The EPIC Movement", _The Literary Digest_, 13 Oct 1934 * ^ Bread Upon The Waters, ch. 31, by Rose Pesotta, 1945 * ^ Rob Leicester Wagner, Hollywood Bohemia: The Roots of Progressive Politics in Rob Wagner's Script (Janaway Publishing, 2016) (ISBN 978-1-59641-369-6 ) * ^ Cohen, Harvey G. (2015). "The Struggle to Fashion the NRA Code: The Triumph of Studio Power in 1933 Hollywood". _Journal of American Studies_. 50 (04): 1039–1066. ISSN 0021-8758 . doi :10.1017/S002187581500122X . * ^ Alden Whitman , Rebel With a Cause, New York Times
New York Times
, November 26, 1968 * ^ James N. Gregory, "Upton Sinclair's 1934 EPIC Campaign: Anatomy of a Political Movement." _Labor_ 12#4 (2015): 51–81. * ^ Greg Mitchell , _The Campaign of the Century: Upton Sinclair and the EPIC Campaign in California_ ( Atlantic Monthly Press , 1991) * ^ Patterson, William H. _Robert A. Heinlein: In Dialogue with His Century: Volume 1 (1907–1948): Learning Curve_ New York: Tor Books, 2010; pp. 187–205, 527–530, and _passim_ * ^ Rossiter, Caleb S. _The Turkey and the Eagle: The Struggle for America's Global Role_. p. 207. * ^ Spartacus Educational: " Socialist
Socialist
Party of America," Upton Sinclair, letter to Norman Thomas (25th September, 1951), accessed June 10, 2010 * ^ Arthur 2006 . * ^ Arthur 2006 , pp. 132–33. * ^ "Mrs. Upton Sinclair, Author\'s Wife, Dies". _The Bridgeport Post_. Bridgeport, Connecticut. 20 Dec 1967. p. 72. Retrieved 17 May 2016 – via Newspapers.com. * ^ Arthur 2006 , pp. 96–97. * ^ Arthur 2006 , pp. 46–47. * ^ Arthur 2006 , p. 109. * ^ Arthur 2006 , pp. 111–12. * ^ Upton Sinclair, _Mammonart,_ p. 270 * ^ "Upton Sinclair, Author, Dead", _The New York Times_, November 26, 1968, retrieved July 22, 2010 . * ^ "_The Jungle_", History News Network * ^ Sinclair, Upton. _The Jungle_, Dover Thrift Editions, General Editor Paul Negri; Editor of _The Jungle_, Joslyn T Pine. Note: pp. vii–viii * ^ Socalhistory.org * ^ "Sinclair\'s \'The Jungle\' Turns 100", _ PBS Newshour
PBS Newshour
_, 10 May 2006, accessed 10 June 2010 * ^ Marcus, p. 131 * ^ Bloom, Harold . Ed., 'Upton Sinclair's The Jungle,' Infobase Publishing , 2002, p. 11 * ^ Fulton Oursler , _Behold This Dreamer!_ (Boston: Little, Brown, 1964), p. 417 * ^ Roosevelt, Theodore (1951–54), "July 31, 1906", in Morison, Elting E, _The Letters_, 5, Cambridge, MA: Harvard University Press , p. 340 . * ^ "Upton Sinclair, _The Jungle_", _Spartacus_, UK: School net . * ^ " Upton Sinclair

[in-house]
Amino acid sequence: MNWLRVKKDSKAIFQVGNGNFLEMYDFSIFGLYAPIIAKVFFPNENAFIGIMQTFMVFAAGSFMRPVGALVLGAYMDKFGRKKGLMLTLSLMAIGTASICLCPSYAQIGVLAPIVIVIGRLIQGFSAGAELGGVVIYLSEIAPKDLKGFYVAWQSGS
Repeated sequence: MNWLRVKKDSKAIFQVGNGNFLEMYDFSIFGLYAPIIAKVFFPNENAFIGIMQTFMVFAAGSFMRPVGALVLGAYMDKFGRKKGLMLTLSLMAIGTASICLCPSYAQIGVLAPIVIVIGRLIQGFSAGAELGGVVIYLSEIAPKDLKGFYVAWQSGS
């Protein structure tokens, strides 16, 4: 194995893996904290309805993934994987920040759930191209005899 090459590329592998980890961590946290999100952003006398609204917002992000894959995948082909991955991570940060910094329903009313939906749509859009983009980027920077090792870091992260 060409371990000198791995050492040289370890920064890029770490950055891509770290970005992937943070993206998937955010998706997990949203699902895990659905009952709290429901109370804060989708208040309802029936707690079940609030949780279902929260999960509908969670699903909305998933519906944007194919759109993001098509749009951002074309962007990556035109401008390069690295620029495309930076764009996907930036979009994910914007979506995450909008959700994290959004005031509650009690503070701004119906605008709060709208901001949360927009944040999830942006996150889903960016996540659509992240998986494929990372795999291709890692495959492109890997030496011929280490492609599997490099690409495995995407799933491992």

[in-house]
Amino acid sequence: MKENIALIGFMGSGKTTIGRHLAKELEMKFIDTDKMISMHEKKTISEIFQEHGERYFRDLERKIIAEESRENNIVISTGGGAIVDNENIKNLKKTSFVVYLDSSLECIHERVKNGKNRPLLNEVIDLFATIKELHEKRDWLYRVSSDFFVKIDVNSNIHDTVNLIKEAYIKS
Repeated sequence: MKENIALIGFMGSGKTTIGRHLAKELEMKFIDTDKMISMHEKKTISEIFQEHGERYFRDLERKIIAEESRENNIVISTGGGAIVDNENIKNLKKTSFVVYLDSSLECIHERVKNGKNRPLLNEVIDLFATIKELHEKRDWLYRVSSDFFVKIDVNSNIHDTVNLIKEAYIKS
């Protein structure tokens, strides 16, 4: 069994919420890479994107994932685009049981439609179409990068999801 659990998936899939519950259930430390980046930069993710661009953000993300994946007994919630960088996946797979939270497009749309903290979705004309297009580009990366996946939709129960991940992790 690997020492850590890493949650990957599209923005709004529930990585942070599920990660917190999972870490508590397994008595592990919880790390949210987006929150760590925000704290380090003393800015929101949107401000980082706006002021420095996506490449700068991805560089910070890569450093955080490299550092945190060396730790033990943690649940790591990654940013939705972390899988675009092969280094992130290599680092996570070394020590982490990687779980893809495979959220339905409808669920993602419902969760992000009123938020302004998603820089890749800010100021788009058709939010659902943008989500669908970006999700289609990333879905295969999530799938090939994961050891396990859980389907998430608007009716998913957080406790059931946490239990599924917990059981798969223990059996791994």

Upton Sinclair
& The Jungle", _ Socialist
Socialist
standard_, World socialism (1227), Nov 2006 . * ^ Sinclair, Mary Craig, _Southern Belle_, pp. 106–8, 111–2, 129–32, 142; quote 111–2 . * ^ Prenshaw, Peggy W, "Sinclair, Mary Craig Kimbrough", in Lloyd, James B, _Lives of Mississippi Authors, 1817–1967_ (Google Books), pp. 409–10, retrieved November 9, 2010 . * ^ "\'Sylvia\': Mr. Upton Sinclair\'s Novel upon a Much-Discussed Theme", _The New York Times_, 25 May 1913, retrieved November 6, 2010 * ^ _Southern Belle_, p. 146 . * ^ Upton Sinclair, _The Autobiography of Upton Sinclair_, NY: Harcourt, Brace & World, 1962, pp. 180, 195 * ^ Lepore, Jill. "The Lie Factory." The New Yorker. * ^ Salamon, Julie (22 July 2005). "Upton Sinclair: Revisit to Old Hero Finds He\'s Still Lively". _New York Times_. Books. Retrieved 21 January 2010. * ^ Brennan, Elizabeth A.; Clarage, Elizabeth C. (1999). _Who\'s Who of Pulitzer Prize Winners_. Phoenix: Oryx Press. p. 493. ISBN 978-1-57356-111-2 . Retrieved 29 November 2011. * ^ Openroadmedia.com * ^ "\'The Fasting Cure\', by Upton Sinclair", _Soil and Health_ * ^ "Perfect Health!" (chapter), _The Fasting Cure,_ at _Soil and Health_ * ^ "The Use of Meat" (chapter). _The Fasting Cure_, at _Soil and Health_ * ^ L'Official, Peter. "Left Behind". _The Village Voice_. Villagevoice.com (14 February 2006). Retrieved 17 November 2011. * ^ "The Jungle". silentera.com. * ^ " The Jungle (1914)", _The New York Times_, retrieved July 1, 2010 . * ^ "The Gnome-Mobile", _Internet Movie Database_, retrieved June 10, 2010 . * ^ "There Will Be Blood", _Internet Movie Database_, 2007 . * ^ New York : Weekly Masses Co.

FURTHER READING